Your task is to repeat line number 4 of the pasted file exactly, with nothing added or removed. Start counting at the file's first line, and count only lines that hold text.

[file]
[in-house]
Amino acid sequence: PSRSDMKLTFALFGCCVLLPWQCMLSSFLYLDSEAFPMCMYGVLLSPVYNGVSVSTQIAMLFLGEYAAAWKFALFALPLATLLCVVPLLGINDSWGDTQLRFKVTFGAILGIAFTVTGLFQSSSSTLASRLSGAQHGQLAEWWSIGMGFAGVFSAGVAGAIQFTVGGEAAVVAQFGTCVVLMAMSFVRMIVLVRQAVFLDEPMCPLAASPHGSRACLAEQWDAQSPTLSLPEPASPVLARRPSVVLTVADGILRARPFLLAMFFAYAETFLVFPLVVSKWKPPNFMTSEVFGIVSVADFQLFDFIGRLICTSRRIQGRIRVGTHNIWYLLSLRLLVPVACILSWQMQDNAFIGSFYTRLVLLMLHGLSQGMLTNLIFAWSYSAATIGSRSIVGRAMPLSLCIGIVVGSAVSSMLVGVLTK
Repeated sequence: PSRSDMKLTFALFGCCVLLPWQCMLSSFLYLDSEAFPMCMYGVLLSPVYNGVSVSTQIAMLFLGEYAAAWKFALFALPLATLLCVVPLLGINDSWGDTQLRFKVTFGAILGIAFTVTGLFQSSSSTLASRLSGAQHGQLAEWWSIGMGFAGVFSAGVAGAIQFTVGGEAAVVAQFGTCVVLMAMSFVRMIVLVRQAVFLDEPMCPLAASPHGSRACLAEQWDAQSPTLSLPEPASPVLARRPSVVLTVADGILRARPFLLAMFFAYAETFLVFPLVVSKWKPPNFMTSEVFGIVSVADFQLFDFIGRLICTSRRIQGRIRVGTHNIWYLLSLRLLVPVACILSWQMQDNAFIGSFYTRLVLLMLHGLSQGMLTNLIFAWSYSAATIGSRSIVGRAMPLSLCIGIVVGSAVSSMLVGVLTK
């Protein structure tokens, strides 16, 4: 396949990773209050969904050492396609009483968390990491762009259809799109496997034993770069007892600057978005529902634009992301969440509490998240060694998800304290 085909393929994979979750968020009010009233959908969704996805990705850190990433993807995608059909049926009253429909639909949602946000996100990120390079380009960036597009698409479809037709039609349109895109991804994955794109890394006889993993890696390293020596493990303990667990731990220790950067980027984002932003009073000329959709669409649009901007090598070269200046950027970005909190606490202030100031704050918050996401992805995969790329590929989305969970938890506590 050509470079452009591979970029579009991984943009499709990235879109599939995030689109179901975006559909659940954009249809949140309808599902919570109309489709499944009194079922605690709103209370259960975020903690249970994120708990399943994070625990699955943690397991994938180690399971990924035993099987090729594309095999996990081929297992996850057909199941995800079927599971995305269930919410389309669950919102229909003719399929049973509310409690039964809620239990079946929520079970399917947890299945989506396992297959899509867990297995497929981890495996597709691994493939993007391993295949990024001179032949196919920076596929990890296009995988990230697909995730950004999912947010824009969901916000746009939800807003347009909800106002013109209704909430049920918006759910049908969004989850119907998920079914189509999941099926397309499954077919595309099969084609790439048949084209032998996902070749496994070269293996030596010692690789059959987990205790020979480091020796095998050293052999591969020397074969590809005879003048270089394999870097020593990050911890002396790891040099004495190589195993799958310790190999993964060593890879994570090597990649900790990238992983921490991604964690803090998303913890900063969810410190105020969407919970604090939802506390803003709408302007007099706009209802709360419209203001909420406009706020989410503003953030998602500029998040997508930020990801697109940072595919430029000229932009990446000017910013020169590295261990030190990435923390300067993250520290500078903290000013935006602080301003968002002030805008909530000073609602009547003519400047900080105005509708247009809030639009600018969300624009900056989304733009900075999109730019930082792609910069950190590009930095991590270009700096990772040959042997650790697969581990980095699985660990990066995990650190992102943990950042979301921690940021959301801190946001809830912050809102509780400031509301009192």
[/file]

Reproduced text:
């Protein structure tokens, strides 16, 4: 396949990773209050969904050492396609009483968390990491762009259809799109496997034993770069007892600057978005529902634009992301969440509490998240060694998800304290 085909393929994979979750968020009010009233959908969704996805990705850190990433993807995608059909049926009253429909639909949602946000996100990120390079380009960036597009698409479809037709039609349109895109991804994955794109890394006889993993890696390293020596493990303990667990731990220790950067980027984002932003009073000329959709669409649009901007090598070269200046950027970005909190606490202030100031704050918050996401992805995969790329590929989305969970938890506590 050509470079452009591979970029579009991984943009499709990235879109599939995030689109179901975006559909659940954009249809949140309808599902919570109309489709499944009194079922605690709103209370259960975020903690249970994120708990399943994070625990699955943690397991994938180690399971990924035993099987090729594309095999996990081929297992996850057909199941995800079927599971995305269930919410389309669950919102229909003719399929049973509310409690039964809620239990079946929520079970399917947890299945989506396992297959899509867990297995497929981890495996597709691994493939993007391993295949990024001179032949196919920076596929990890296009995988990230697909995730950004999912947010824009969901916000746009939800807003347009909800106002013109209704909430049920918006759910049908969004989850119907998920079914189509999941099926397309499954077919595309099969084609790439048949084209032998996902070749496994070269293996030596010692690789059959987990205790020979480091020796095998050293052999591969020397074969590809005879003048270089394999870097020593990050911890002396790891040099004495190589195993799958310790190999993964060593890879994570090597990649900790990238992983921490991604964690803090998303913890900063969810410190105020969407919970604090939802506390803003709408302007007099706009209802709360419209203001909420406009706020989410503003953030998602500029998040997508930020990801697109940072595919430029000229932009990446000017910013020169590295261990030190990435923390300067993250520290500078903290000013935006602080301003968002002030805008909530000073609602009547003519400047900080105005509708247009809030639009600018969300624009900056989304733009900075999109730019930082792609910069950190590009930095991590270009700096990772040959042997650790697969581990980095699985660990990066995990650190992102943990950042979301921690940021959301801190946001809830912050809102509780400031509301009192």